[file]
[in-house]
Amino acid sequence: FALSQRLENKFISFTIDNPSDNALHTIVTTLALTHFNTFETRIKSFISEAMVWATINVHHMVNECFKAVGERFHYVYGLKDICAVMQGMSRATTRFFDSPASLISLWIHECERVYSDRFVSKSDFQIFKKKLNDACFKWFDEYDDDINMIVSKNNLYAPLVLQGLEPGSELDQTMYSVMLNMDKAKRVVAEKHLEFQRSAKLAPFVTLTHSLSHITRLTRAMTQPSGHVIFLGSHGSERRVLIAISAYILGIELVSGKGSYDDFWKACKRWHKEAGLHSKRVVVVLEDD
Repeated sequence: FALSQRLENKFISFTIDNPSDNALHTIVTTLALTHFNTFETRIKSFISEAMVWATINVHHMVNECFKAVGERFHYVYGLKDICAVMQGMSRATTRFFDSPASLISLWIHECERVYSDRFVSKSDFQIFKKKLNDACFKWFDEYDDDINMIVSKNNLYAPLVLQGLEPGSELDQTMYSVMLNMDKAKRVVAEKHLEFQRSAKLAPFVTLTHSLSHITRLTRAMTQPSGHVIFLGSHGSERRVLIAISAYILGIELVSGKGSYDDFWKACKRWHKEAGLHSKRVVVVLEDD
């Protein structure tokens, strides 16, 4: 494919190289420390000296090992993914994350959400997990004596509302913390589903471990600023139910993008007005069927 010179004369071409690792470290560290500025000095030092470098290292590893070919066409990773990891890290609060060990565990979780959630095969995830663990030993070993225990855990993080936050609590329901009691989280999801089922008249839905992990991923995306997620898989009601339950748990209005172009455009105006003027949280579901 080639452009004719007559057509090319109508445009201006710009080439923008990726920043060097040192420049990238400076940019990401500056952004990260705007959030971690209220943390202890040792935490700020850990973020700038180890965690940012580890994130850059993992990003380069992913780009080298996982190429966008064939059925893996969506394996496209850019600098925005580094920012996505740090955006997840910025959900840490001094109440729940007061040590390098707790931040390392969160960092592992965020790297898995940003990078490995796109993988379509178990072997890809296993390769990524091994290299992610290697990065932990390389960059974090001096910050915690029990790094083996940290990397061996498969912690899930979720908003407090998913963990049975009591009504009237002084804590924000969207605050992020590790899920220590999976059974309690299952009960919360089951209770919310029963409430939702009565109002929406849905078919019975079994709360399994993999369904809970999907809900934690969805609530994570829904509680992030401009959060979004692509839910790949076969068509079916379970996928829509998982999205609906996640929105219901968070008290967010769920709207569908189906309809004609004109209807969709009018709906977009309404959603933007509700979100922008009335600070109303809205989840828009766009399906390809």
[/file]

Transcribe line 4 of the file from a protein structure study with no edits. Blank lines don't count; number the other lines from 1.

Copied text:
């Protein structure tokens, strides 16, 4: 494919190289420390000296090992993914994350959400997990004596509302913390589903471990600023139910993008007005069927 010179004369071409690792470290560290500025000095030092470098290292590893070919066409990773990891890290609060060990565990979780959630095969995830663990030993070993225990855990993080936050609590329901009691989280999801089922008249839905992990991923995306997620898989009601339950748990209005172009455009105006003027949280579901 080639452009004719007559057509090319109508445009201006710009080439923008990726920043060097040192420049990238400076940019990401500056952004990260705007959030971690209220943390202890040792935490700020850990973020700038180890965690940012580890994130850059993992990003380069992913780009080298996982190429966008064939059925893996969506394996496209850019600098925005580094920012996505740090955006997840910025959900840490001094109440729940007061040590390098707790931040390392969160960092592992965020790297898995940003990078490995796109993988379509178990072997890809296993390769990524091994290299992610290697990065932990390389960059974090001096910050915690029990790094083996940290990397061996498969912690899930979720908003407090998913963990049975009591009504009237002084804590924000969207605050992020590790899920220590999976059974309690299952009960919360089951209770919310029963409430939702009565109002929406849905078919019975079994709360399994993999369904809970999907809900934690969805609530994570829904509680992030401009959060979004692509839910790949076969068509079916379970996928829509998982999205609906996640929105219901968070008290967010769920709207569908189906309809004609004109209807969709009018709906977009309404959603933007509700979100922008009335600070109303809205989840828009766009399906390809």